The IV needle and the heart monitor had made room for other machines and other accessories, as his condition steadily worsened. Sensor pads taped to his chest and two at his temple measured Brigit knew not what. A clip on his finger kept track of the oxygen he was getting. Or wasn't getting, as his disease(s) progressed. He had a stent for injections and a mask for oxygen. Bags that measured how much fluid went in, and then humiliatingly, how much fluid came out.
"You're a right monster you are," she'd told his still form with what she hoped was Irish sass, hoping there was enough of the bog side fighter in him to rise to the jibe. He looked like something out of Frankenstein, complete with the electric wires at his temples and chest.
But he hadn't snapped back at her. Hadn't opened a bleary eye, and sharped "Mind your manners, girl. I'm your father." Not for a couple of days now. More, maybe. Days Brigit had had a lot of time to think.
The sudden horror of Ian's death had not been kinder than this one. But it had been, perhaps, less draining, in its terrible speed. One instant, her young husband was there. The next, he was gone.
Brigit suddenly had many hours as her disposal to compare the two. She had no idea which one she preferred, and found it horrible that the subject was even on her mental table.
So which is it you choose, lass? The quick kiss good-bye then the sound of the explosion on the other side of the wall? Or having to walk through the hospital room door again, knowing what you'll see on the other side? A man who looks increasingly less like the one you always knew, day by day?
Brigit had no answer for it. And it bothered her that the question kept arising, mentally. Is this what I’m reduced to? she wondered. Choosing which death I prefer, for the only two men I ever really loved?
It seemed impossibly sad that she was.
Twenty minutes later, she'd had to leave Sean’s room again. But not for a "mental break" or to stretch her legs or to return Catherine's most recent phone call. She'd had to leave thanks to the routine of where they were, as other people came into the room to do their jobs.
Time to empty his catheter bag, check the bedsore he'd gotten on his backside, apply a fresh bandage to that, update his chart, adjust his oxygen flow... It was as if a team of dedicated ants would swarm her poor father, do what they were trained to do, then leave him in that strange kind of mechanical peace, again. The kind where machines beeped and blinked, and the slow drip of the IV bag marked the passage of time steadier than any clock.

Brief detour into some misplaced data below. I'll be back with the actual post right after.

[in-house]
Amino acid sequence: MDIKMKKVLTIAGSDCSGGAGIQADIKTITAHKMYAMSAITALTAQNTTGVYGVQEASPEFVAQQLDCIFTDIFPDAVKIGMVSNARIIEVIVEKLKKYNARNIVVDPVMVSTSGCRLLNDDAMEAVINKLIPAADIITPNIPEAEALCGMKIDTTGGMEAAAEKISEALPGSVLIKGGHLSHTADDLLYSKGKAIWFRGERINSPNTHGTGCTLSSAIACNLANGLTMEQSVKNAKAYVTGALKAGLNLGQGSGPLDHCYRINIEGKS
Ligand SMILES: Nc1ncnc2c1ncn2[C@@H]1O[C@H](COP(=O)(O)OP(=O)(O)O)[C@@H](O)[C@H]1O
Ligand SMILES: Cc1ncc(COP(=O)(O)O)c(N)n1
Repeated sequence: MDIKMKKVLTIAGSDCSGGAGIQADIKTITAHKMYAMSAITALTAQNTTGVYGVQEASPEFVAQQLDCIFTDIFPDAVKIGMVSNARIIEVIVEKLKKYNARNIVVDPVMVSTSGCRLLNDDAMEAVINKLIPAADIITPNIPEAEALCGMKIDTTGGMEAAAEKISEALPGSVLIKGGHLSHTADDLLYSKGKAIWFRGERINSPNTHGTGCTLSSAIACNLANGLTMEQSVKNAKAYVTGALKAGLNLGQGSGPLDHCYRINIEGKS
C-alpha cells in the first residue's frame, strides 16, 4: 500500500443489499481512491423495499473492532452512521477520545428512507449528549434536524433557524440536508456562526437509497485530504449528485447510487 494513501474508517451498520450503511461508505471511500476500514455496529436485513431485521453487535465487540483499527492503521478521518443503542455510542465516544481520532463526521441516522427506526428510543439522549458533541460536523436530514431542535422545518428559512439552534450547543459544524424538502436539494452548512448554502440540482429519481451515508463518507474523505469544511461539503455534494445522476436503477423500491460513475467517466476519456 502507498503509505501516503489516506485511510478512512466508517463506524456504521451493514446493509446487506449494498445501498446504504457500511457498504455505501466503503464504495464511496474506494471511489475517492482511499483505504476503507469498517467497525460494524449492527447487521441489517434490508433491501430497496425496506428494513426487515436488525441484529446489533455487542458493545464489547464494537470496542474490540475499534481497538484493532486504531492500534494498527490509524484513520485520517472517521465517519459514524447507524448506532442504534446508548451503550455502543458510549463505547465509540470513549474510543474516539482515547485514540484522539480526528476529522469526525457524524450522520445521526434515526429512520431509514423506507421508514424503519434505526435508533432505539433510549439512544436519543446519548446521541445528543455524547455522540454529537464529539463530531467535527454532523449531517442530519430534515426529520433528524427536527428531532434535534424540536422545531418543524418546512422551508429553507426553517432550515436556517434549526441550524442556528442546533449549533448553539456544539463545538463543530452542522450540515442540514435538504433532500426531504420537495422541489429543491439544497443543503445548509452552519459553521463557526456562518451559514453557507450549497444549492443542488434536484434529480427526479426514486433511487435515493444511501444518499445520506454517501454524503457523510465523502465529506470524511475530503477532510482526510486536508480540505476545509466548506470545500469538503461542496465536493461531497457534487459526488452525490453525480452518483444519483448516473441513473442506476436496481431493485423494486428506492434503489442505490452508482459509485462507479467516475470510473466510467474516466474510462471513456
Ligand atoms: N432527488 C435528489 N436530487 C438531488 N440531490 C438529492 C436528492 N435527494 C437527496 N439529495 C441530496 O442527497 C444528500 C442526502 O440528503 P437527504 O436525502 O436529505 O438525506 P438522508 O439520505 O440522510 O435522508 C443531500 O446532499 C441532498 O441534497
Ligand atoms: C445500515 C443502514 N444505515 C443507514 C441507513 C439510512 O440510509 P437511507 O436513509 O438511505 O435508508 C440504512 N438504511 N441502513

They all needed room to do their jobs, do the work of keeping him comfortable, and still alive.
Brigit had escaped to the chapel, the only other room besides the now-closed cafeteria where she could sit, away from the cold machines and their soulless technology. And away from the sorry sight that Sean O’Reilly, fighter and felon, had become.
She stared at the altar, unseeing. St. Vincent’s Hospital still held the Catholic trappings of its namesake. A wooden cross hung suspended from the ceiling, votive candles lit beneath it, for prayers. It was a peaceful spot, in its solitude. Peace was welcome.
"A friend of mine says the world devours our beauties and our certainties," a young male voice said, from behind her. Brigit startled a little. She'd have sworn she was all alone in the candlelit room.
He hadn't interrupted her prayers. She'd been too tired for those, lately, and no longer knew what to pray for. She now simply used the chapel for the sense of respite it still gave her, and as a refuge.
Her unexpected companion was sitting just behind her, not far from her left shoulder. If she turned her head just a little, she could see him in the pew. Young. Brunette. Curly hair in bad need of a trim and a New York baseball cap still perched on his head, in spite of his somber surroundings. His eyes looked kind. So did his soft smile.
"Does he now?" she returned. "Well. Offhand, I'd be sayin' he's right," Brigit said, turning around a little more in the seat. She could think of a man who had no beauty left to him whatsoever, at this point. And damn little dignity, for that matter. And only one certainty, and that was his impending departure from this world.
"My name is Kristopher. And you're Brigit," he stated, leaning closer as he crossed his arms over the back of her pew and propped his chin there. She found his boyish smile very disarming, if not just a little out of place for this solemn hall.
"I am that." She turned toward him a little more. He must have recognized her from one of her book covers, or from a newspaper article. She was too tired to ask.
"You'll not be wanting to blow me to pieces now that I've confessed it, will you?" she asked, her Irish sense of irony coming to the fore. It would be beyond ironic if she died not only in a hospital chapel, but before Sean did.
"Why would I want to do that?" he asked, looking both puzzled and curious.
Her face looked sad, and very heavy with all she bore, at the moment.
"Och, because most people seem to want to." She turned her face back toward the altar. Candles glimmered behind stained glass. The wooden cross gleamed from the flickering flames beneath it. Soft organ music played in a continuous loop, through the overhead speakers. And Brigit had the air of a woman who was certain she was right.
The young man behind her seemed to take in her words a moment, before he replied.
"No, they don't. That's what I'm here to tell you."